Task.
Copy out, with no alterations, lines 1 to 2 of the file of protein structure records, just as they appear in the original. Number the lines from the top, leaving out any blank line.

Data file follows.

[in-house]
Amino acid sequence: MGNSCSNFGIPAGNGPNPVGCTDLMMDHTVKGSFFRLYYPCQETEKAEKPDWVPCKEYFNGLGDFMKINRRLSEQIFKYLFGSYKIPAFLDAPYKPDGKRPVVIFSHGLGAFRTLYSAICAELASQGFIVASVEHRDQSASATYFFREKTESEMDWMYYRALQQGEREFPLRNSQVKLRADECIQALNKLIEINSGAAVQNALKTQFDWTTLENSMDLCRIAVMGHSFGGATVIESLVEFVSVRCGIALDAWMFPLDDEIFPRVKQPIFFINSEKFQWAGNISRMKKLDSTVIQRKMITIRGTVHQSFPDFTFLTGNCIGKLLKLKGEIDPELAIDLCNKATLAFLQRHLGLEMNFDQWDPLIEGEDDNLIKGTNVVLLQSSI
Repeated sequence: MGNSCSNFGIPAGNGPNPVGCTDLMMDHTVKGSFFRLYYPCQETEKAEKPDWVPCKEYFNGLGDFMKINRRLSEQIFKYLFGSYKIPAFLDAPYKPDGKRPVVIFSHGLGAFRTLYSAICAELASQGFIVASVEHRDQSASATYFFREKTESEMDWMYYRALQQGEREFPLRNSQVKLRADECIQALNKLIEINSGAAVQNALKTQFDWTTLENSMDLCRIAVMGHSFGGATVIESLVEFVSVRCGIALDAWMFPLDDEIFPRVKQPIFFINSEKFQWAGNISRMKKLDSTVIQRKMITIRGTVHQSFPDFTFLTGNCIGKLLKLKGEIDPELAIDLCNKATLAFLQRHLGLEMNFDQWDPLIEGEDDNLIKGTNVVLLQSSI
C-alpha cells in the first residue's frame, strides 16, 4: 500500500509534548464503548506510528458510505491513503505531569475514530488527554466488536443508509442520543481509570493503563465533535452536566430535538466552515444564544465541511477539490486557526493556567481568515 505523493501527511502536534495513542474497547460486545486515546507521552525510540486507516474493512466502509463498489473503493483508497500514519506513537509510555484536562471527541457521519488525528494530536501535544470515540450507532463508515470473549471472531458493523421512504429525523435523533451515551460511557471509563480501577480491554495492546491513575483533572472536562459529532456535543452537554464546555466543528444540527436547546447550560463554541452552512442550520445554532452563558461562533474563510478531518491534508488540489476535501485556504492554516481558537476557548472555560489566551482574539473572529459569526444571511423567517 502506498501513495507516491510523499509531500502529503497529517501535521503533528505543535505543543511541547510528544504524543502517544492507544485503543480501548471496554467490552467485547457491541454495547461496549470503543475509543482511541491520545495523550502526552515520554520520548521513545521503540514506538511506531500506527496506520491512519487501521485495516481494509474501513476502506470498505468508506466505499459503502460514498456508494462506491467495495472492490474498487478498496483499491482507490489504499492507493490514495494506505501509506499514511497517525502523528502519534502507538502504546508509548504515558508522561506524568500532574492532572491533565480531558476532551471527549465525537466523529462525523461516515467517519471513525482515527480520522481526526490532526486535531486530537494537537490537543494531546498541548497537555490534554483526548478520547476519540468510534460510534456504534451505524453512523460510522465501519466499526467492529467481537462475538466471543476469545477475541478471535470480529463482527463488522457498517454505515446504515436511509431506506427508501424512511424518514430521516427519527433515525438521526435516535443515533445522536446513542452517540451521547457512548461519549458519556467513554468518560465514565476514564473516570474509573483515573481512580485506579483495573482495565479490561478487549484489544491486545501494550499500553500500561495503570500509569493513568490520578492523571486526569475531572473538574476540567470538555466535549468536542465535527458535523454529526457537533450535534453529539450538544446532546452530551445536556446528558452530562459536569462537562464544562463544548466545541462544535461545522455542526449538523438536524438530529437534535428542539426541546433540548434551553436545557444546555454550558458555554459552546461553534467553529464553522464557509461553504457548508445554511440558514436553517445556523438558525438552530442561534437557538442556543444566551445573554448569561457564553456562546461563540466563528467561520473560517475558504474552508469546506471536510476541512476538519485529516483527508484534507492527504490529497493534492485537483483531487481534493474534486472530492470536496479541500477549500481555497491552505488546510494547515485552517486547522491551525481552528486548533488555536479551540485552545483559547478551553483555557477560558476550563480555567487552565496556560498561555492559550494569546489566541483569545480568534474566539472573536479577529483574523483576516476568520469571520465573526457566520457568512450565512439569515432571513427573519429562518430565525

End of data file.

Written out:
[in-house]
Amino acid sequence: MGNSCSNFGIPAGNGPNPVGCTDLMMDHTVKGSFFRLYYPCQETEKAEKPDWVPCKEYFNGLGDFMKINRRLSEQIFKYLFGSYKIPAFLDAPYKPDGKRPVVIFSHGLGAFRTLYSAICAELASQGFIVASVEHRDQSASATYFFREKTESEMDWMYYRALQQGEREFPLRNSQVKLRADECIQALNKLIEINSGAAVQNALKTQFDWTTLENSMDLCRIAVMGHSFGGATVIESLVEFVSVRCGIALDAWMFPLDDEIFPRVKQPIFFINSEKFQWAGNISRMKKLDSTVIQRKMITIRGTVHQSFPDFTFLTGNCIGKLLKLKGEIDPELAIDLCNKATLAFLQRHLGLEMNFDQWDPLIEGEDDNLIKGTNVVLLQSSI